Women who give birth vaginally are at increased risk of developing pelvic organ prolapse during the year after delivery, according to a study of Chinese women by researchers at Yale School of Medicine and Wenzhou Third People's Hospital. (2013-07-02)

Brain scans shine light on how we solve clues
Partnered with machine learning, brain scans reveal how people understand objects in our world. (2019-02-25)

New study suggests prostate screening should be done earlier, every two years
Although medical scientists still debate the effectiveness of prostate cancer screening known as serum prostate-specific antigen testing and even of prostate cancer treatments themselves, the PSA procedure is performed widely to detect the deadly illness earlier. A new study conducted at the University of North Carolina at Chapel Hill suggests that current PSA screening strategies should be changed. (2000-09-18)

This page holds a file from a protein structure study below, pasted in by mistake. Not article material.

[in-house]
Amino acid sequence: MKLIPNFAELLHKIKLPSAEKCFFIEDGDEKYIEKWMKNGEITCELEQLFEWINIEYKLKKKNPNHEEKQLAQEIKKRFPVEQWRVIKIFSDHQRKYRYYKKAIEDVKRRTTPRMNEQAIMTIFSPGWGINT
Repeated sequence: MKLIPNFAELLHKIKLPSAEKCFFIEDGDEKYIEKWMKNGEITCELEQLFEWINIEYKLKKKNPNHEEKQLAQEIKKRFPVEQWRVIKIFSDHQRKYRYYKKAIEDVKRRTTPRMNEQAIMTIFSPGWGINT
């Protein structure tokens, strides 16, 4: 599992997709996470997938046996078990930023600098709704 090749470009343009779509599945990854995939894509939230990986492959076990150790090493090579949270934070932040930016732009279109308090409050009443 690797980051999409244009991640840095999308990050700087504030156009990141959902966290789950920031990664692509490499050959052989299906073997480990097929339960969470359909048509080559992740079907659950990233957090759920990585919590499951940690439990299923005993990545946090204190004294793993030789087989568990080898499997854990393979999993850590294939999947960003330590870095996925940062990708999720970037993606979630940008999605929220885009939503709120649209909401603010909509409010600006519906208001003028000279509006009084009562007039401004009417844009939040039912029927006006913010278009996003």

The big problem of small data: A new approach
You've heard of 'big data' but what about small? Researches have crafted a modern approach that could solve a decades-old problem in statistics. (2018-10-18)

How secure are four and six-digit mobile phone PINs?
A German-American team of IT security researchers has investigated how users choose the PIN for their mobile phones and how they can be convinced to use a more secure number combination. They found that six-digit PINs actually provide little more security than four-digit ones. They also showed that the blacklist used by Apple to prevent particularly frequent PINs could be optimised and that it would make even greater sense to implement one on Android devices. (2020-03-11)